Friday, October 10, 2008
from whence we came...
Tijuana, 1950s: Daddy, Mom, and their good friend Auntie Rosalind
My mother designed all her clothes. Both she and they were stunning.
Her brilliant seamstress lived 16 miles to the south, in Tijuana. Trips there were always an adventure -- Avenida Revolucion and all its pinata-laden decadence - including the striped donkeys, poised for more photos like the one above.
However, that Tijuana adventure turned sour when my older sister and I had to have fittings with Celestina for our Easter dresses.
Little Lanz prints were all the rage, and the dresses were expensive. But we could grace the pews of Christ Episcopal Church in Mother's Little Knock-Offs, our own precious faux Lanzes. Mom designed them; Celestina made them.
Even then, my aesthetic rejected this busy fabric with its make-your-eyes-go-bleary perfect but way-too-busy symmetry.
You can appreciate my shuddering deja-vu when I looked at the horror I created in my latest homework assignment for my Color and Design class. The story ...
Assignment: create designs from natural objects, use those elements to form a pattern, produce it in black and white and specified color combos.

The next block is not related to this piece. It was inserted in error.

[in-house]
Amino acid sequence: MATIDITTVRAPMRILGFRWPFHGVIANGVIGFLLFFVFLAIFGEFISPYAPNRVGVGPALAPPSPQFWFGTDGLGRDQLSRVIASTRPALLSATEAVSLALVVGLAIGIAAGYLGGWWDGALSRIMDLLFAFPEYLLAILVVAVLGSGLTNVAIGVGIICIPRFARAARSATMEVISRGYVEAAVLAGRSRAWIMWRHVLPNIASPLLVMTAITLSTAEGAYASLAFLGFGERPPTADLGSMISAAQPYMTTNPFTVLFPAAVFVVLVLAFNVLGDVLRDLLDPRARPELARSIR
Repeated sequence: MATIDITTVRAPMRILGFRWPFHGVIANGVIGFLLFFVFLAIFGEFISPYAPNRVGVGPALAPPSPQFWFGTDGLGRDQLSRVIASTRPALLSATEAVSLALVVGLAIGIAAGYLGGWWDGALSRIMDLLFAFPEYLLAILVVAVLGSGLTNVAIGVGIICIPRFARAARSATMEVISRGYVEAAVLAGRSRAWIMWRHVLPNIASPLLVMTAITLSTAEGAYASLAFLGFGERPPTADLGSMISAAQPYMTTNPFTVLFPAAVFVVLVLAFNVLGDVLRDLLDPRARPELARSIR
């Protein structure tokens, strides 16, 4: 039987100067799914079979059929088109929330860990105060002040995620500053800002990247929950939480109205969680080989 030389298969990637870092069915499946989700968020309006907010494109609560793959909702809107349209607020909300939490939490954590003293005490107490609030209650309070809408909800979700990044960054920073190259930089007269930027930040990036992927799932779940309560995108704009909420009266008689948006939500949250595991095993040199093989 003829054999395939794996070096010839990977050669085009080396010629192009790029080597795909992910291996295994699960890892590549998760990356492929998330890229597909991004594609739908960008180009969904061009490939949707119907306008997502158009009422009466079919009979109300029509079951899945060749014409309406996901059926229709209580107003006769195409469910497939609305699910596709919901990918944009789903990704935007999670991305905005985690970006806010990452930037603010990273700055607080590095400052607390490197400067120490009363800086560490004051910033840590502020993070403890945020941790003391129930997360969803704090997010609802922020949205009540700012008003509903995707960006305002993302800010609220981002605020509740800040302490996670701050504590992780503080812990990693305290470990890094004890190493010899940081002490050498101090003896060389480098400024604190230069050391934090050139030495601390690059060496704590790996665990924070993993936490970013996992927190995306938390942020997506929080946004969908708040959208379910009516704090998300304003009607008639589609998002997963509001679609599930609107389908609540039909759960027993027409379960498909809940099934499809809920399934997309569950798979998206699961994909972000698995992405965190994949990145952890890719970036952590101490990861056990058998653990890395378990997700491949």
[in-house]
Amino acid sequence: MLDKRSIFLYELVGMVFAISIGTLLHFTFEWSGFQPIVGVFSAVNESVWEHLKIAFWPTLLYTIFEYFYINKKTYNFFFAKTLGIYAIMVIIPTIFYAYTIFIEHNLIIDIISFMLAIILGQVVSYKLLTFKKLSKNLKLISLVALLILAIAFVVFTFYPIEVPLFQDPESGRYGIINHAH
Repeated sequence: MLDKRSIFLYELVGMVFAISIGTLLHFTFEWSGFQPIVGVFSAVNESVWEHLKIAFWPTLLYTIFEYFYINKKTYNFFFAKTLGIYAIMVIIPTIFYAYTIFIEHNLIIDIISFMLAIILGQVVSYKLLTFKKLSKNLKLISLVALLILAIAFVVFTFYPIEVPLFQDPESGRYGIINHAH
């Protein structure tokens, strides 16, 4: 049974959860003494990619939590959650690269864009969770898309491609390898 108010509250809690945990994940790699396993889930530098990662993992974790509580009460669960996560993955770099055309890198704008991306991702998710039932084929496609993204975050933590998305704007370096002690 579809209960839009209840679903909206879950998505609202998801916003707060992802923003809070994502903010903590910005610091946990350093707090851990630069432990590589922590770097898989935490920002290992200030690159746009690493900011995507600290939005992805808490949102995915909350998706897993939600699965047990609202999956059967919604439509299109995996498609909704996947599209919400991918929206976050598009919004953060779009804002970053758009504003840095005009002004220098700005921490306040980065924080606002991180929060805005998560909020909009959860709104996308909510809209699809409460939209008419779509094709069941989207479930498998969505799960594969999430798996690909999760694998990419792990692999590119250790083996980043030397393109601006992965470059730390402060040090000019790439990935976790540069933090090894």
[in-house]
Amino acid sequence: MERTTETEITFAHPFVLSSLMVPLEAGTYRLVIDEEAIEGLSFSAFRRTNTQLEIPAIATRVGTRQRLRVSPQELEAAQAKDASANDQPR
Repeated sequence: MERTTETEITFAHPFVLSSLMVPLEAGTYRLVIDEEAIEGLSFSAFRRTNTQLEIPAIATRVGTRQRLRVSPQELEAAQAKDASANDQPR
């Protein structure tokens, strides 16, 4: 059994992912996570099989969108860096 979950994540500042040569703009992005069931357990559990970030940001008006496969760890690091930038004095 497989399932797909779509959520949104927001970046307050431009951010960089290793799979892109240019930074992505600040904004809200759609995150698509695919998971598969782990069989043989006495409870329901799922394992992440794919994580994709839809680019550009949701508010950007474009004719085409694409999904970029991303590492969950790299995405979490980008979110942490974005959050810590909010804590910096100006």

I dutifully chose my natural objects, pictured in a previous post -- garden variety alstromerias:
...and here are my dutifully-drawn abstractions (the "elements" of the pattern-to-be):
So far, so good (no gagging). Here is my black and white pattern (throat starting to close now):
Oh, this feels too close! Those Lanzesque dresses, those overwraught patterns -- it's all coming back to me!
Now I had to color the pattern. Here are my results:
Jockettes, aging or not, do not cotton to this frilly tomfoolery. I will turn in this assignment, but I may not pick it up when it is handed back.
Here is a reward for having had to look at these designs: Sanjagirl at nine months!!! Doesn't she look like the RCA Victor (Victrola) dog?
Here's to the aesthetics of 'spare' design.